In a method of forming a fluid ejection device, an inner layer is molded or macro-machined from a glass material as single piece defining one or more fluid flow structures protruding from the opposite sides of the inner layer. In one embodiment, the fluid flow structures of the inner glass layer comprise a firing chamber, a nozzle portion, a back-flow restrictor portion, ink feed channel, or a particle tolerant structure. In another embodiment, each outer glass layer is molded or micro-machined from a glass material as single piece defining one or more fluid flow structures protruding from the side of the outer glass layer(s). In one embodiment, the fluid flow structures of the outer glass layers comprise a nozzle portion, a back-flow restrictor portion, or an ink feed channel.
Machining or molding an inner glass layer and the outer glass layers with the desired fluid flow structures to form the fluid ejection device avoids the conventional painstaking, repetitious and iterative process of etching the structures onto the sides of a silicon wafer. In addition, with embodiments of the invention, a nozzle portion of the fluid ejection device (as well as other fluid flow structures) is formed as part of the outer glass layers rather than formed entirely on an inner layer (as conventionally occurs with silicon core printheads). This arrangement allows the inner layer to be formed with relatively looser tolerances, thereby reducing the cost of production, while the outer layers are formed separately with more exacting tolerances.
These embodiments, and additional embodiments, are described more fully in association with
When assembled as illustrated in
In another embodiment, a piezoelectric driver 80A is mounted onto first side 24 of first outer layer 12 while a piezoelectric driver 80B is mounted on to first side 24 of first outer layer 14. Accordingly, in use, ink flows from an ink feed channel (shown in
In one aspect, this fluid ejection device is a drop-on-demand side-shooter piezoelectric printhead.
As illustrated in
In one aspect, fluid ejection device 10 comprises an array 31 of nozzles 30 arranged in series on second side 26 of outer layer 12 and laterally spaced apart from each other in the second direction (as represented by directional arrow x) in a side-by-side relationship. The nozzles 30 are spaced apart by a distance generally corresponding the lateral spacing between respective firing chambers 60A, 60B of inner layer 16 to align each respective nozzle 30 with a respective firing chamber 60A of the first side 44A of the inner layer 16 or with a respective firing chamber 60B of the second side 44B of the inner layer 16.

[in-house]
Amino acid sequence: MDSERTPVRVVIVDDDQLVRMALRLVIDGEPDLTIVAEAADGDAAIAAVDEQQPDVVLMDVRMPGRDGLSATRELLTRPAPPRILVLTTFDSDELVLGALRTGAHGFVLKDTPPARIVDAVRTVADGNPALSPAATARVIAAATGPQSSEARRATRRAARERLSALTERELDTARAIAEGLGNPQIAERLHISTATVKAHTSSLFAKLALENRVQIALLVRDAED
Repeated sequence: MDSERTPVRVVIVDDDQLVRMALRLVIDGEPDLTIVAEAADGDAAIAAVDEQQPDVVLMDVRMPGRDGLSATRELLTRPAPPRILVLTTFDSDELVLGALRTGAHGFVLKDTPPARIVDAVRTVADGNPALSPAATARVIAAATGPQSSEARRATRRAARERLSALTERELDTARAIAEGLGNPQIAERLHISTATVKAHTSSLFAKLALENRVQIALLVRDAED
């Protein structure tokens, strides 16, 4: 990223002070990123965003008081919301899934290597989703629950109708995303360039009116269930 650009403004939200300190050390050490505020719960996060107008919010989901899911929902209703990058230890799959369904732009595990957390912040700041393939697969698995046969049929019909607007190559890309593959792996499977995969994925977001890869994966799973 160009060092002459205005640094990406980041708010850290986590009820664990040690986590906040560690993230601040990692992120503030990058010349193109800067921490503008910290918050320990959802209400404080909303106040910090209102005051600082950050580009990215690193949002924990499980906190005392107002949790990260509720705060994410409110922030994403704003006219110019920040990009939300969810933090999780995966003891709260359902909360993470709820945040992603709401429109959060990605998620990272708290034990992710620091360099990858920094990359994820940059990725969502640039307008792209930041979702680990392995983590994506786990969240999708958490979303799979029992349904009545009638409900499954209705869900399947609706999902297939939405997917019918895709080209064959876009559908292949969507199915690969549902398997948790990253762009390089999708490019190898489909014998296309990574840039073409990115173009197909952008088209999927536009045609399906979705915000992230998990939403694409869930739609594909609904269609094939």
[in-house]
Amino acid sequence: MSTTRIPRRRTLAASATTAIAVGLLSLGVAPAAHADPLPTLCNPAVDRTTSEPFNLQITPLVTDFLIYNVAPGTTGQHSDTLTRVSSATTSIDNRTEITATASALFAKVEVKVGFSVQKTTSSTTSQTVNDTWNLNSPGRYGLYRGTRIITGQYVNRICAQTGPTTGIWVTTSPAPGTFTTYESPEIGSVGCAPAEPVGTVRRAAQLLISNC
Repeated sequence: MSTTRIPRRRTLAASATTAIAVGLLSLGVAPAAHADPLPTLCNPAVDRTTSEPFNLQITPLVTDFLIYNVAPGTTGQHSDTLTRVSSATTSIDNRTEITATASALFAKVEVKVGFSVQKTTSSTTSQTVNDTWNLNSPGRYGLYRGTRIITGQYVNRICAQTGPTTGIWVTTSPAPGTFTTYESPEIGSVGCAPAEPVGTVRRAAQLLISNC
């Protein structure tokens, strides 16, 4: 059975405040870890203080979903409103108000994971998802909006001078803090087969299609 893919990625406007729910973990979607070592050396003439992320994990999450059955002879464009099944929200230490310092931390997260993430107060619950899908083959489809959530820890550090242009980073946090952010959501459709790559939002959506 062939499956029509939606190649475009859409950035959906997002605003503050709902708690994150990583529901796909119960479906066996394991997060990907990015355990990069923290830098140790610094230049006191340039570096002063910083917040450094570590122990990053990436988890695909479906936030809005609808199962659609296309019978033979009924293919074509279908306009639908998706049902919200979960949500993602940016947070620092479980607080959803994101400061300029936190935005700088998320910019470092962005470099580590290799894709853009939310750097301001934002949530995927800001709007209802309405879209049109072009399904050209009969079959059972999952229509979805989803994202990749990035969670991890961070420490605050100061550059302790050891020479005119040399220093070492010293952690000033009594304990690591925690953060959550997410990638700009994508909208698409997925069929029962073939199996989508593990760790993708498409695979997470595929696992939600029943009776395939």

Each pair of a respective nozzle 30 and a respective firing chamber 60A (or firing chamber 60B) defines a fluid ejection unit of the fluid ejection device 10.
As further illustrated in
As further illustrated in
In one embodiment, fluid ejection device 10 of
In another aspect, as illustrated in
In one embodiment, as illustrated in
In another embodiment, as illustrated in
In one aspect, the outer layer 152 including nozzle structure 176 and/or walls 174A, 174B, 174C, is formed via micro-machining or molding to produce the outer layer as a single piece of glass material. The ability to form nozzle structure 176 on outer layer 152, instead of on inner layer 154, enables nozzle portions 162A, 162B of inner layer 154 to be formed with a generally simpler construction than a nozzle portion of an inner layer of a conventional printhead having a silicon-based inner layer. These features and attributes related to forming an outer glass layer and an inner glass layer of a fluid ejection device, according to embodiments of the invention, are described further in association with
As illustrated in
In one aspect, back-flow restrictor 262 is defined by: (1) a protrusion 230 extending upward along the third direction (as represented by directional arrow z) from a generally flat portion 227 on first side 228 of inner layer 210; and (2) a protrusion 250 extending downward along the third direction (as represented by directional arrow z) from the generally flat portion 249 on second side 248 of outer layer 212. In one aspect, back-flow restrictor 262 defines a gap having a cross-sectional area generally narrower than a cross-sectional area of the ink feed channel 260 and generally narrower than a cross-sectional area of the firing chamber 264.
In one aspect, the relatively smaller gap defined by back-flow restrictor 262 limits ink from blowing back into ink feed channel 260 from firing chamber 264 upon actuation fluid ejection device 10 to eject ink from nozzle 241.